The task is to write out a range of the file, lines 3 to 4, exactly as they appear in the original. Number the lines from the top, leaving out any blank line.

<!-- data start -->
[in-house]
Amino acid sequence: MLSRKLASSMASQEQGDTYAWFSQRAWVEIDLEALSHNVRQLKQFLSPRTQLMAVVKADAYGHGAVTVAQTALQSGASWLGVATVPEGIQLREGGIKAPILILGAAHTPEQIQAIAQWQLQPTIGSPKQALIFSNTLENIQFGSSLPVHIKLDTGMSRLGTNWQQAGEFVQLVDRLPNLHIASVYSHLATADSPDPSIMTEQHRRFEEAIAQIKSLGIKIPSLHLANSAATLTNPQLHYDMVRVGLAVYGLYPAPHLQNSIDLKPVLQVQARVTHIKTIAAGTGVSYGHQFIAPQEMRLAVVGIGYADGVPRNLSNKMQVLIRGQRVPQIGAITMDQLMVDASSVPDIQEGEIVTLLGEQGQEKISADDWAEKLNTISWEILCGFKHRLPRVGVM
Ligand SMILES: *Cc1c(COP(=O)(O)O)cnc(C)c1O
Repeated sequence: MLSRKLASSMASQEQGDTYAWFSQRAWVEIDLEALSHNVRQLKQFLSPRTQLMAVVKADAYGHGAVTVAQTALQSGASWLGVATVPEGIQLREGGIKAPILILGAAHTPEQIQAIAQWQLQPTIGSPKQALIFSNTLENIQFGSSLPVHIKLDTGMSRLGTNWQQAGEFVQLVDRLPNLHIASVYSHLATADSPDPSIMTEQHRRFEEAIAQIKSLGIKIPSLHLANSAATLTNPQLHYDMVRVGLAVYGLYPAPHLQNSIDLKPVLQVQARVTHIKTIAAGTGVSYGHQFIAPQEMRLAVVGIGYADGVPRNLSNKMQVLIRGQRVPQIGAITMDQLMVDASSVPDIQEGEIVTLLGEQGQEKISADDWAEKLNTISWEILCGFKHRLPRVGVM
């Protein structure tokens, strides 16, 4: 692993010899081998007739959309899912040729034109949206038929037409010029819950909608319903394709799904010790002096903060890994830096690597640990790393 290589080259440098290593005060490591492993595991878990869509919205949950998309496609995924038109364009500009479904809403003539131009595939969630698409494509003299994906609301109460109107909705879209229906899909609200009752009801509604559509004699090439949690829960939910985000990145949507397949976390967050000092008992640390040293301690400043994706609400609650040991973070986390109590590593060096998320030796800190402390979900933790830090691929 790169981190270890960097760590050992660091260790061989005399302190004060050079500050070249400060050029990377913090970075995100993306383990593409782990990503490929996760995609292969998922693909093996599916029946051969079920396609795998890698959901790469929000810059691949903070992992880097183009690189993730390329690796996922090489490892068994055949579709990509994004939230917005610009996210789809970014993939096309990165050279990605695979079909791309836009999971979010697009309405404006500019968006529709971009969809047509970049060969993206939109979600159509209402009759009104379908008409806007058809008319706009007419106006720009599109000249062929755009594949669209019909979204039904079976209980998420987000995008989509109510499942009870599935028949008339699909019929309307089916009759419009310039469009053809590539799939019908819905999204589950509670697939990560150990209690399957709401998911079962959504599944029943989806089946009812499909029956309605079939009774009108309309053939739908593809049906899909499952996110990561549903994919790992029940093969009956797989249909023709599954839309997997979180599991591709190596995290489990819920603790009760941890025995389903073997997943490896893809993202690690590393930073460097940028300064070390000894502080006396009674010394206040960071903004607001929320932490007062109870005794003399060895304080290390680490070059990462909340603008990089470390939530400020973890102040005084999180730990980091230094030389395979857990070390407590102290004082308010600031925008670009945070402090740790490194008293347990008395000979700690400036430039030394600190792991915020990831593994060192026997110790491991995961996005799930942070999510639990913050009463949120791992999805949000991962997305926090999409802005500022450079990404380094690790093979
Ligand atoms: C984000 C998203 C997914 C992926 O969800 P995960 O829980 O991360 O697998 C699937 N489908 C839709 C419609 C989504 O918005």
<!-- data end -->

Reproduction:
Ligand SMILES: *Cc1c(COP(=O)(O)O)cnc(C)c1O
Repeated sequence: MLSRKLASSMASQEQGDTYAWFSQRAWVEIDLEALSHNVRQLKQFLSPRTQLMAVVKADAYGHGAVTVAQTALQSGASWLGVATVPEGIQLREGGIKAPILILGAAHTPEQIQAIAQWQLQPTIGSPKQALIFSNTLENIQFGSSLPVHIKLDTGMSRLGTNWQQAGEFVQLVDRLPNLHIASVYSHLATADSPDPSIMTEQHRRFEEAIAQIKSLGIKIPSLHLANSAATLTNPQLHYDMVRVGLAVYGLYPAPHLQNSIDLKPVLQVQARVTHIKTIAAGTGVSYGHQFIAPQEMRLAVVGIGYADGVPRNLSNKMQVLIRGQRVPQIGAITMDQLMVDASSVPDIQEGEIVTLLGEQGQEKISADDWAEKLNTISWEILCGFKHRLPRVGVM